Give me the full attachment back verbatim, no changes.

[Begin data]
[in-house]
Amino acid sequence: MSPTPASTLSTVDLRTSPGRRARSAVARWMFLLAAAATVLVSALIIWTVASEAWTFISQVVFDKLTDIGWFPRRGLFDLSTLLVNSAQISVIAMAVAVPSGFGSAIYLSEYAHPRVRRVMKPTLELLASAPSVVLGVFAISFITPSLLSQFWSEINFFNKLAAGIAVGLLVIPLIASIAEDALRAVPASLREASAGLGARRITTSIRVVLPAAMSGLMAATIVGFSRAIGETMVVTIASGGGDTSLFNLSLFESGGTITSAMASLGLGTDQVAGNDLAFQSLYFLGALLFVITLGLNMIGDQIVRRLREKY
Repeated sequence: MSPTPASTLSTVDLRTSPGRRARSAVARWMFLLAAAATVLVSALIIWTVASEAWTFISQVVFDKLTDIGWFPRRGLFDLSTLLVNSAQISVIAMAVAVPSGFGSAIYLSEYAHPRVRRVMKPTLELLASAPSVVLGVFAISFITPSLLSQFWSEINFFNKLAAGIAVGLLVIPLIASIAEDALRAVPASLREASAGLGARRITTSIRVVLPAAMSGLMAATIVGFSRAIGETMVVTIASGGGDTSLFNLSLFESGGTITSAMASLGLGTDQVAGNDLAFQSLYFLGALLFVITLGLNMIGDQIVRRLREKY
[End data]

[in-house]
Amino acid sequence: MSPTPASTLSTVDLRTSPGRRARSAVARWMFLLAAAATVLVSALIIWTVASEAWTFISQVVFDKLTDIGWFPRRGLFDLSTLLVNSAQISVIAMAVAVPSGFGSAIYLSEYAHPRVRRVMKPTLELLASAPSVVLGVFAISFITPSLLSQFWSEINFFNKLAAGIAVGLLVIPLIASIAEDALRAVPASLREASAGLGARRITTSIRVVLPAAMSGLMAATIVGFSRAIGETMVVTIASGGGDTSLFNLSLFESGGTITSAMASLGLGTDQVAGNDLAFQSLYFLGALLFVITLGLNMIGDQIVRRLREKY
Repeated sequence: MSPTPASTLSTVDLRTSPGRRARSAVARWMFLLAAAATVLVSALIIWTVASEAWTFISQVVFDKLTDIGWFPRRGLFDLSTLLVNSAQISVIAMAVAVPSGFGSAIYLSEYAHPRVRRVMKPTLELLASAPSVVLGVFAISFITPSLLSQFWSEINFFNKLAAGIAVGLLVIPLIASIAEDALRAVPASLREASAGLGARRITTSIRVVLPAAMSGLMAATIVGFSRAIGETMVVTIASGGGDTSLFNLSLFESGGTITSAMASLGLGTDQVAGNDLAFQSLYFLGALLFVITLGLNMIGDQIVRRLREKY